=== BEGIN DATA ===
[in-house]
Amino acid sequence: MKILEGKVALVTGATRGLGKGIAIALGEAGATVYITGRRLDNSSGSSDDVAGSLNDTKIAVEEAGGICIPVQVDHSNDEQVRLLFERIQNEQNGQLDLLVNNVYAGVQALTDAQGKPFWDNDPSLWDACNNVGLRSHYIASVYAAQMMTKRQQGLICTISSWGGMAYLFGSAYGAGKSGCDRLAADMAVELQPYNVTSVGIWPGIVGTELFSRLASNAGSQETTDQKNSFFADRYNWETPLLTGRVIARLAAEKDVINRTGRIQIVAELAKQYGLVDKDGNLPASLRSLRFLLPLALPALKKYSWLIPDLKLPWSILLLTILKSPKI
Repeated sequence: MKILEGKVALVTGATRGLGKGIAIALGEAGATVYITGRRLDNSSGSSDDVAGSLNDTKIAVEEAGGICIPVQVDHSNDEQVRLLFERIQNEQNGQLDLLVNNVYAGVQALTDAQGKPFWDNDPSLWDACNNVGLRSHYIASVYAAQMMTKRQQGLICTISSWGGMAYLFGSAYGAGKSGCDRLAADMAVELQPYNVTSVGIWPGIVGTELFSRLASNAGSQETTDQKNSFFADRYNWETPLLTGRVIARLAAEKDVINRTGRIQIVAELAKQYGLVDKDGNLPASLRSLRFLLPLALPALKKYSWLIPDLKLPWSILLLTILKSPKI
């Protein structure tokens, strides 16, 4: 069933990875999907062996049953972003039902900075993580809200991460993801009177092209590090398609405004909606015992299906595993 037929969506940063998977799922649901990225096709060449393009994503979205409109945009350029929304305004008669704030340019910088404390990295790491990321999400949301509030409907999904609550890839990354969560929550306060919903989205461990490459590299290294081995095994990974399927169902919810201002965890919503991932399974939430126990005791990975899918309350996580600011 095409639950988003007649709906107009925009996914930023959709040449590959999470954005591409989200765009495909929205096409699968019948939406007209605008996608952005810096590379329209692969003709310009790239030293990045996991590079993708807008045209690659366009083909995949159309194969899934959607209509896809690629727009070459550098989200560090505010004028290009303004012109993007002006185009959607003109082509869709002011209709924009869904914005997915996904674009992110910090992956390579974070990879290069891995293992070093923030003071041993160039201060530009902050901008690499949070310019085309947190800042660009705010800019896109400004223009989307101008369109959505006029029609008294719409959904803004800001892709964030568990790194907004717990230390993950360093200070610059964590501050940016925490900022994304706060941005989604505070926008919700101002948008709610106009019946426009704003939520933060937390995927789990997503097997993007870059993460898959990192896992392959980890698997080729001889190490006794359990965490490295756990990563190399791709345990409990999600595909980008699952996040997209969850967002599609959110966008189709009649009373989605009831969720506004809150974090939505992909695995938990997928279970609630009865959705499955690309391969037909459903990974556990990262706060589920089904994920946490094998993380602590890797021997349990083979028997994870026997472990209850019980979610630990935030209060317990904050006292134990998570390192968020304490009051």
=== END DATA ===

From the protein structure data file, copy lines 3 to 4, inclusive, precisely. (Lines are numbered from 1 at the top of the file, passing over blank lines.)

Repeated sequence: MKILEGKVALVTGATRGLGKGIAIALGEAGATVYITGRRLDNSSGSSDDVAGSLNDTKIAVEEAGGICIPVQVDHSNDEQVRLLFERIQNEQNGQLDLLVNNVYAGVQALTDAQGKPFWDNDPSLWDACNNVGLRSHYIASVYAAQMMTKRQQGLICTISSWGGMAYLFGSAYGAGKSGCDRLAADMAVELQPYNVTSVGIWPGIVGTELFSRLASNAGSQETTDQKNSFFADRYNWETPLLTGRVIARLAAEKDVINRTGRIQIVAELAKQYGLVDKDGNLPASLRSLRFLLPLALPALKKYSWLIPDLKLPWSILLLTILKSPKI
């Protein structure tokens, strides 16, 4: 069933990875999907062996049953972003039902900075993580809200991460993801009177092209590090398609405004909606015992299906595993 037929969506940063998977799922649901990225096709060449393009994503979205409109945009350029929304305004008669704030340019910088404390990295790491990321999400949301509030409907999904609550890839990354969560929550306060919903989205461990490459590299290294081995095994990974399927169902919810201002965890919503991932399974939430126990005791990975899918309350996580600011 095409639950988003007649709906107009925009996914930023959709040449590959999470954005591409989200765009495909929205096409699968019948939406007209605008996608952005810096590379329209692969003709310009790239030293990045996991590079993708807008045209690659366009083909995949159309194969899934959607209509896809690629727009070459550098989200560090505010004028290009303004012109993007002006185009959607003109082509869709002011209709924009869904914005997915996904674009992110910090992956390579974070990879290069891995293992070093923030003071041993160039201060530009902050901008690499949070310019085309947190800042660009705010800019896109400004223009989307101008369109959505006029029609008294719409959904803004800001892709964030568990790194907004717990230390993950360093200070610059964590501050940016925490900022994304706060941005989604505070926008919700101002948008709610106009019946426009704003939520933060937390995927789990997503097997993007870059993460898959990192896992392959980890698997080729001889190490006794359990965490490295756990990563190399791709345990409990999600595909980008699952996040997209969850967002599609959110966008189709009649009373989605009831969720506004809150974090939505992909695995938990997928279970609630009865959705499955690309391969037909459903990974556990990262706060589920089904994920946490094998993380602590890797021997349990083979028997994870026997472990209850019980979610630990935030209060317990904050006292134990998570390192968020304490009051």